Two trends last year show a long-term structural shift in the nature of Australia's public market, Herbert Smith Freehills (HSF) said in a report.
In its “M&A in 2020: The New Normal” report, the global legal giant said that the M&A sector in Australia last year was robust with a high number and value of announced deals, despite a decrease from the heights achieved in the 2018 fiscal year.
HSF said that it observed “a material expansion in the bidder universe,” which drove both deal volumes and values.
The first trend the global firm noticed in Australia was the increased participation of superannuation funds, including AustralianSuper and the Queensland Investment Corporation, in high-profile takeovers, including for Healthscope, Navitas, Pacific Energy, and Superloop.
The firm has also observed that there was a marked uptick in the participation of private equity sponsors in Australian public M&A. They were involved in 20% of the deals in fiscal 2019, compared to 18% in 2018 and 10% in 2017.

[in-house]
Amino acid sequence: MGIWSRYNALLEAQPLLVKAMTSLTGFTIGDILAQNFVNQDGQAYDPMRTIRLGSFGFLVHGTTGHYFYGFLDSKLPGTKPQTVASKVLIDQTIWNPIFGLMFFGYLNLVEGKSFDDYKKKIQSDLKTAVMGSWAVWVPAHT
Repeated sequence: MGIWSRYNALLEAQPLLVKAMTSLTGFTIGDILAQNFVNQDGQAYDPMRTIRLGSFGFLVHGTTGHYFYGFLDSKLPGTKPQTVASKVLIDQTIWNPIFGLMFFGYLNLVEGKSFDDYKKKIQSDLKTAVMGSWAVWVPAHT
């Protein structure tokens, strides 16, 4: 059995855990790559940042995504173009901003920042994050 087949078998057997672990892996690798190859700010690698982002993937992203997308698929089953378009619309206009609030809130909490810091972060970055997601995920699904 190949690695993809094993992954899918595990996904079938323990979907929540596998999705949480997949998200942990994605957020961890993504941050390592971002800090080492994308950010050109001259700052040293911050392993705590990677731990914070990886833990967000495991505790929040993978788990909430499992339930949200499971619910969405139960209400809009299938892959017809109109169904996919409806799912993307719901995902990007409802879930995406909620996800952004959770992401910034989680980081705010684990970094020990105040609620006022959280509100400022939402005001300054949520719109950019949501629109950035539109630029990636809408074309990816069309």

There was significant activity in the sectors of financial services; aged care and health; technology, media, and telecoms; infrastructure; and energy and resources, the firm said.
HSF also said that it continues to see escalated regulatory scrutiny. This is partly driven by the Hayne Royal Commission’s findings, but it has now also expanded beyond banking and financial services.
HSF said that it expects a strong M&A sector in Australia in 2020. It said that the abundance of bidders is in part driving increased competition for assets, which will continue the development of new deal technology that balances providing certainty to preferred bidders and the facilitation of auctions.
In terms of deal structures it sees continuing to thrive, HSF singled out “go shop” provisions, process deeds, bidder commitments to support superior proposals, and concurrent schemes and takeovers.
Beyond Australia, HSF expects the M&A market in 2020 to feature more focus on environmental, social, and governance matters. It also expects to see more activity in public-to-private bids, continuing the spike of these transactions in 2019. HSF also said that the rise of political intervention is expected to continue, and that third-party deal disruption will continue to play a key role in dealmaking.